Chris came along this time, and we started up the stairs together. That worked out well, since I go faster when he’s tailing me. I was on schedule all the way up to my time checkpoint at 34, but that was about where Chris dropped off the pace. I kept going as best I could, but I was about five seconds off pace at the checkpoint at 45. When I got to 53, I remembered to take the one extra step to switch sides, and then I ran up the last eight short flights up to 55. I did the traditional face-plant on the landing at 55, and when I looked at my watch, it said I’d done it in 8:51. While that’s not quite as fast as I’d hoped for, it was still a full 8 seconds faster than my best time last year. So there’s nothing not to like about that.

We rode the elevator back down to the lobby and got ready to go up again. My friend Mary had told me that there was a big sign on one of the landings that said “DO NOT GO UP”. I presume that’s intended for people using the stairs to evacuate in an emergency. I’d never noticed it before, so I wanted to look for it and get a picture. I also wanted to get a picture of the old lady on the park bench mural on the landing between 43 and 44. I’d started my watch at the bottom, but when I got to the top, I forgot to stop it. And since I’d stopped for photos on the way up, I figured my time didn’t really mean much anyway.

It was a good evening. Pretty much any practice that involves a new best time is a good one.


Top of the World

Filed under: — stan @ 4:35 pm

Today’s bike club ride was another sightseeing trip to Downey. We’ve gone there before to see history from The Carpenters, but this time, we were going to see a bit of the history of the space program there. Our destination was the Columbia Memorial Space Center, which was built at the site of the former North American Aviation, and later Rockwell plant where both the Apollo Command and Service Modules were built, as well as the Space Shuttle.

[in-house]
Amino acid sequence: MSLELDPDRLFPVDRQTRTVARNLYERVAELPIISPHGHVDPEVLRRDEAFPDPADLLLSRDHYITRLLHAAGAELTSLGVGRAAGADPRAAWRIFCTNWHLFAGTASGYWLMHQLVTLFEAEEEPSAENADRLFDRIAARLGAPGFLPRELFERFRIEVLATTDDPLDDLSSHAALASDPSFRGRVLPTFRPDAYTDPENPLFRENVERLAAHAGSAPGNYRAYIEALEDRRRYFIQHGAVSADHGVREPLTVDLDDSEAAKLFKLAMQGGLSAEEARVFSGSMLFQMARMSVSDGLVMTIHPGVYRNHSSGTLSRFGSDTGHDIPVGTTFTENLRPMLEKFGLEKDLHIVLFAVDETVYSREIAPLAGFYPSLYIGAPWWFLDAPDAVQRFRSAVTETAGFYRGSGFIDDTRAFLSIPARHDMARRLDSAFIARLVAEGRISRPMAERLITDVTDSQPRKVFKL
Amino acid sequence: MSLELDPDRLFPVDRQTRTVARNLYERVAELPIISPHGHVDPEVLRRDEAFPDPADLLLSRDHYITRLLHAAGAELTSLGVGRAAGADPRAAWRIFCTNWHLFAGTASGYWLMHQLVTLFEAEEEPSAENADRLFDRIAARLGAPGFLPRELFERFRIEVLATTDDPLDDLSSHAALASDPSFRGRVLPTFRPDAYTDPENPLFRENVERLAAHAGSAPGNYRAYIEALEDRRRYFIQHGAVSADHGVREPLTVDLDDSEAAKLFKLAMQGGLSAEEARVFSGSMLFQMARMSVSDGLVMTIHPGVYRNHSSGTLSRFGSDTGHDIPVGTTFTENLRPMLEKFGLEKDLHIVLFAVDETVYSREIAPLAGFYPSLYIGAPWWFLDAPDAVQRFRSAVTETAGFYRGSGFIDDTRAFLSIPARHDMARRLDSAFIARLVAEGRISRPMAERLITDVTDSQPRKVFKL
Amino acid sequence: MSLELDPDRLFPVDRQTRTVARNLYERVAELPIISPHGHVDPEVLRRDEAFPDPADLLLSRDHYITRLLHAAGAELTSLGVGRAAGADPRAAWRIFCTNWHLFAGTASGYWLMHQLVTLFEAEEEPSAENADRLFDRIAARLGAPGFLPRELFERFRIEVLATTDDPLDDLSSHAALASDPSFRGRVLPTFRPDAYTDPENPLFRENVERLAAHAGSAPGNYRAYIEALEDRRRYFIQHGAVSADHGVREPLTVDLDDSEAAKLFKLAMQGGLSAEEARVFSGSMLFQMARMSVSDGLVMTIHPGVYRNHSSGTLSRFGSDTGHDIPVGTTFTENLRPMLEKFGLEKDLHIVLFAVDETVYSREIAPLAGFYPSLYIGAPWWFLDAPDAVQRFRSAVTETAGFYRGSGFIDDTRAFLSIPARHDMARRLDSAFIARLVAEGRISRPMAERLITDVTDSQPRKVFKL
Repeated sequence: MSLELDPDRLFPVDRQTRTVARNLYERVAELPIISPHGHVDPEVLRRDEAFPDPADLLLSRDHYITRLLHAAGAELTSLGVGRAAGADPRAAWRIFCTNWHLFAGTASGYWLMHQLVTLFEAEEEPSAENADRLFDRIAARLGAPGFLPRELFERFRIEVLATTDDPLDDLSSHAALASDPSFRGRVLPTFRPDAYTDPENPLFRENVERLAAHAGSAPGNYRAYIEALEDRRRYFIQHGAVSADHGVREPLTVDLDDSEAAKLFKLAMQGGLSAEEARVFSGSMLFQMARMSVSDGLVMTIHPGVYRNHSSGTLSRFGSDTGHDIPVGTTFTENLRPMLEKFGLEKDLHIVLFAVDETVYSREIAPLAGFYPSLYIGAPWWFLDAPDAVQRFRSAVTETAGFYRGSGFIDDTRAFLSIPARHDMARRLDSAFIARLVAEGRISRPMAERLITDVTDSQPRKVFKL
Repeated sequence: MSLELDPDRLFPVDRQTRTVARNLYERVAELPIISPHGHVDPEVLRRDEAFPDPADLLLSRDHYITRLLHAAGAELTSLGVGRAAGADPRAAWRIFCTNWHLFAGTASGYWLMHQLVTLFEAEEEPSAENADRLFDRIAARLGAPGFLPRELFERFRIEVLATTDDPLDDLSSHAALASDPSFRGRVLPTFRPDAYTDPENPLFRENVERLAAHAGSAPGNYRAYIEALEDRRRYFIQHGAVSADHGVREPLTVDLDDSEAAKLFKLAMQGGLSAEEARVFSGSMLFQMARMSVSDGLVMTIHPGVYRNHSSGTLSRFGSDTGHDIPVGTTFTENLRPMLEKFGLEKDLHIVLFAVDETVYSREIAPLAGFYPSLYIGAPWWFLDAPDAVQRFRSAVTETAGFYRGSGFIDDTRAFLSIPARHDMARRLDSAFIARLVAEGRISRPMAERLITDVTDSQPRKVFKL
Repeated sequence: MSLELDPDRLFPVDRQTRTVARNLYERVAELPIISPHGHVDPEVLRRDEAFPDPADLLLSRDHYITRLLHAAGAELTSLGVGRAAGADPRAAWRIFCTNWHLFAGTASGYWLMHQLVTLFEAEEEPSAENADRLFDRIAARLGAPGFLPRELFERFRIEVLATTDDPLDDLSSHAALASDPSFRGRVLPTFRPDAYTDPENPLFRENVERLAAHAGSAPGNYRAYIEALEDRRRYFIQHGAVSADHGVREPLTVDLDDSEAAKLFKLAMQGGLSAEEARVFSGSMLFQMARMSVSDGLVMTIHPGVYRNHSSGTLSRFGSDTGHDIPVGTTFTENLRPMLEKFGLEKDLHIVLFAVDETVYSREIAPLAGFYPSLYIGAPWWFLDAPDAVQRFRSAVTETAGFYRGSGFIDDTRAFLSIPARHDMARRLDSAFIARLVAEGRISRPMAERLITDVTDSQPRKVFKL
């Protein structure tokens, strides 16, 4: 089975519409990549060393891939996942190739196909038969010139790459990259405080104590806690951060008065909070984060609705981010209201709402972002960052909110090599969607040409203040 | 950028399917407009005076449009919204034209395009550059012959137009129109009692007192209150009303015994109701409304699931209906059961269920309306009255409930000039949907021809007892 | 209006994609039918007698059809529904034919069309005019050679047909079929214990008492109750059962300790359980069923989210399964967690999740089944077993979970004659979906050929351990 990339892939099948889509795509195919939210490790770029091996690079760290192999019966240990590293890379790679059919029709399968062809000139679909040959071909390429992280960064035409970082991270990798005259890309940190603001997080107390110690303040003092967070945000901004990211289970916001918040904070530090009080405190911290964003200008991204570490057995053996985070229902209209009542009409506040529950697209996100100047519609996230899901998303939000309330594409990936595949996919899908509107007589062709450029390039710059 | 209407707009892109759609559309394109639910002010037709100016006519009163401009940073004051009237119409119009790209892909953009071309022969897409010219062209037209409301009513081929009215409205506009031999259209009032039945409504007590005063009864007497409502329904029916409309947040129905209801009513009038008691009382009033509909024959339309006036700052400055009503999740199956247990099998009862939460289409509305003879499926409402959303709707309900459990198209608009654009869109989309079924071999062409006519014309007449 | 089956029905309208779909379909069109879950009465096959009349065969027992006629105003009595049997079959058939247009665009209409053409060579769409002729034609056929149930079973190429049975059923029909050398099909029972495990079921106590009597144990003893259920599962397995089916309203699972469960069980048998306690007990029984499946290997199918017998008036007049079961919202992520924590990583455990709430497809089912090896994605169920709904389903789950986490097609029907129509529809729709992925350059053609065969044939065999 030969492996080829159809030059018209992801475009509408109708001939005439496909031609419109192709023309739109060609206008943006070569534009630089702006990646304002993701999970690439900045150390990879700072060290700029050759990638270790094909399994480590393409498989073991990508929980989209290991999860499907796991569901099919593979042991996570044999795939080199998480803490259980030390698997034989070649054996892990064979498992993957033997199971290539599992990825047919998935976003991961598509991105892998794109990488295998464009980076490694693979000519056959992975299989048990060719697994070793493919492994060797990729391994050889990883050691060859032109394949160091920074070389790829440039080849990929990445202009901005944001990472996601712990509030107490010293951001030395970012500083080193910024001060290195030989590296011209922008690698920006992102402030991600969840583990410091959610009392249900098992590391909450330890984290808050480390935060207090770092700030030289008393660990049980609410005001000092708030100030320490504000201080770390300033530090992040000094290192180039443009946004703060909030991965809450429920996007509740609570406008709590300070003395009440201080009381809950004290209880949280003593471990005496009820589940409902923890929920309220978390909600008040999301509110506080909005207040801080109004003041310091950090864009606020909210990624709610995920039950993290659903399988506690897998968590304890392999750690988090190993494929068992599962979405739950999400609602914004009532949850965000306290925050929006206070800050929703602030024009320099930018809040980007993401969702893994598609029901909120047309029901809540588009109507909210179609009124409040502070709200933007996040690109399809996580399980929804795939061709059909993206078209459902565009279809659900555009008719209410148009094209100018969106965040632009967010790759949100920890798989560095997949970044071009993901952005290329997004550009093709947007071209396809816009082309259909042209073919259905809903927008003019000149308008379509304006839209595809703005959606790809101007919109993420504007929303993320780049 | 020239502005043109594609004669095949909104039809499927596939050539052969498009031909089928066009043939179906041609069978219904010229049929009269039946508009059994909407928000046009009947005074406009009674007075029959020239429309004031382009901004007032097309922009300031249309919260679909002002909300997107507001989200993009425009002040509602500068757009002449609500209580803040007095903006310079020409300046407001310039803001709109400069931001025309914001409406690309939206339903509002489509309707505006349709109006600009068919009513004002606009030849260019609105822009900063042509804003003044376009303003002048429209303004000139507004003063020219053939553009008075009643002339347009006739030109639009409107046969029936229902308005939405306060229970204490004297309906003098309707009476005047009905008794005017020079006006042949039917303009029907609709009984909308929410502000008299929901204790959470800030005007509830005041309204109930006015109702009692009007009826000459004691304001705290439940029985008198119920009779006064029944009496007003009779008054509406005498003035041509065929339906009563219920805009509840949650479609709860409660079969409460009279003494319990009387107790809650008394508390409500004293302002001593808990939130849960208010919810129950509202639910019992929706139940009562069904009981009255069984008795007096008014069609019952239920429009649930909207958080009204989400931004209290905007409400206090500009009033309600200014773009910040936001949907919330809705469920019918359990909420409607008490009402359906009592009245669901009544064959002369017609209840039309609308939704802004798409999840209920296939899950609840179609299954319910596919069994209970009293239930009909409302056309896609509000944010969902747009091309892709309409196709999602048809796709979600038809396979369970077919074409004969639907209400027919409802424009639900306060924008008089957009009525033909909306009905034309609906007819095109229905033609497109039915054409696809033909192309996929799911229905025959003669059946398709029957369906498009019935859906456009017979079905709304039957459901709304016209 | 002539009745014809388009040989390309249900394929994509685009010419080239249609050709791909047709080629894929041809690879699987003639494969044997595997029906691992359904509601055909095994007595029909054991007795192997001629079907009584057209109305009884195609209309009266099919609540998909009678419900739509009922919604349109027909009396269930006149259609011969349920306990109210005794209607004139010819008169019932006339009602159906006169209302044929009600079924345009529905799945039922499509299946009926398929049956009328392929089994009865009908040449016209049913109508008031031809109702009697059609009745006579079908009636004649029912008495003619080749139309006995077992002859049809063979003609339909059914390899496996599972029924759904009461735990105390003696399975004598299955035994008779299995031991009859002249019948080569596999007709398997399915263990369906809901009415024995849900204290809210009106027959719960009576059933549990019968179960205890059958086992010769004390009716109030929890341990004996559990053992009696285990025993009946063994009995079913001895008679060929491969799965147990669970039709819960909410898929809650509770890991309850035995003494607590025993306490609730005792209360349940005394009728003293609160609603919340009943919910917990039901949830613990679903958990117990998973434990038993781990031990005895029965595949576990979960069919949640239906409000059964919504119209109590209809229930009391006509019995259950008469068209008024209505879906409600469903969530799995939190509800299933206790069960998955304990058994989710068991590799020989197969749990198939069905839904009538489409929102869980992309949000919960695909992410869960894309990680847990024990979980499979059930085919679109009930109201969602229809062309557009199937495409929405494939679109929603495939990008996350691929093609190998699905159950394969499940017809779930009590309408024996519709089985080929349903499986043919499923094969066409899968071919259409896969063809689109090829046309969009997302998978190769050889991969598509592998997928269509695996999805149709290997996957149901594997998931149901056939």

The trip there was very straightforward. Literally. We just rode down through San Gabriel and got on Rosemead southbound. And then we went straight for something like 10 miles. We had one brief stop to look at he oldest operating McDonald’s at the corner of Lakewood and Florence. We could also see that we were getting close to our destination. The shopping center next to it was “Apollo Center”. Building the space ship to go to the moon had to have been a source of civic pride in Downey.

The space center isn’t open on Sundays, so we didn’t get to go inside. We were mostly there to see the Command Module boilerplate test model outside. We also noticed that they had the nine concrete spheres along the front walkway painted like the nine planets. Hmm. I think Mike Brown would take issue with that.

Leaving the space museum, we rode back through Downey to 3rd St Coffee. We found tables in the shade and had some snacks. We took a short side trip to see the two apartment buildings that the Carpenters bought with the money from their first two hit singles. Then we rode over to pick up the Rio Hondo bike path for the trip home. By then it was pretty hot, but it was still a nice day and a pleasant ride.

42 miles.


No asterisk this time

Filed under: — stan @ 10:33 pm

Tonight we went back to Hollywood Forever to another Cinespia movie screening. And I didn’t have to put an asterisk on it when I say it was a fun time. We’d gone to two movies there last summer, and the experience was a bit of an ordeal. But this time, we knew how to deal with it, and it was fine.